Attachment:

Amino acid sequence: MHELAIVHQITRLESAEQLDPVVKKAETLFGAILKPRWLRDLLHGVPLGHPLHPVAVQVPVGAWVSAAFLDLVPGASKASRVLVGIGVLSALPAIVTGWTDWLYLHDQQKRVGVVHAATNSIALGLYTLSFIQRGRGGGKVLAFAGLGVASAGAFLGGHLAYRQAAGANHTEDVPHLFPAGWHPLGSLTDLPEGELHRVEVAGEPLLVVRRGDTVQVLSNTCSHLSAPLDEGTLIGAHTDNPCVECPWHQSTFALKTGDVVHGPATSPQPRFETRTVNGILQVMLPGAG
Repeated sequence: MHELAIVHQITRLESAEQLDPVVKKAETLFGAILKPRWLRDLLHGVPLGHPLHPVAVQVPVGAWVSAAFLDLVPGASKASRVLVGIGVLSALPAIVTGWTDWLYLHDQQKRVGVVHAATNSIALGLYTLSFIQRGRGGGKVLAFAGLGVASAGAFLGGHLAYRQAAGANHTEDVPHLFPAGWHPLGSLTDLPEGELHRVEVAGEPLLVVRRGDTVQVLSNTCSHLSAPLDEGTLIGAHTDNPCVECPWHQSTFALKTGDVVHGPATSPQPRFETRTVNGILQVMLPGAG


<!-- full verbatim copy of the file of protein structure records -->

Amino acid sequence: MHELAIVHQITRLESAEQLDPVVKKAETLFGAILKPRWLRDLLHGVPLGHPLHPVAVQVPVGAWVSAAFLDLVPGASKASRVLVGIGVLSALPAIVTGWTDWLYLHDQQKRVGVVHAATNSIALGLYTLSFIQRGRGGGKVLAFAGLGVASAGAFLGGHLAYRQAAGANHTEDVPHLFPAGWHPLGSLTDLPEGELHRVEVAGEPLLVVRRGDTVQVLSNTCSHLSAPLDEGTLIGAHTDNPCVECPWHQSTFALKTGDVVHGPATSPQPRFETRTVNGILQVMLPGAG
Repeated sequence: MHELAIVHQITRLESAEQLDPVVKKAETLFGAILKPRWLRDLLHGVPLGHPLHPVAVQVPVGAWVSAAFLDLVPGASKASRVLVGIGVLSALPAIVTGWTDWLYLHDQQKRVGVVHAATNSIALGLYTLSFIQRGRGGGKVLAFAGLGVASAGAFLGGHLAYRQAAGANHTEDVPHLFPAGWHPLGSLTDLPEGELHRVEVAGEPLLVVRRGDTVQVLSNTCSHLSAPLDEGTLIGAHTDNPCVECPWHQSTFALKTGDVVHGPATSPQPRFETRTVNGILQVMLPGAG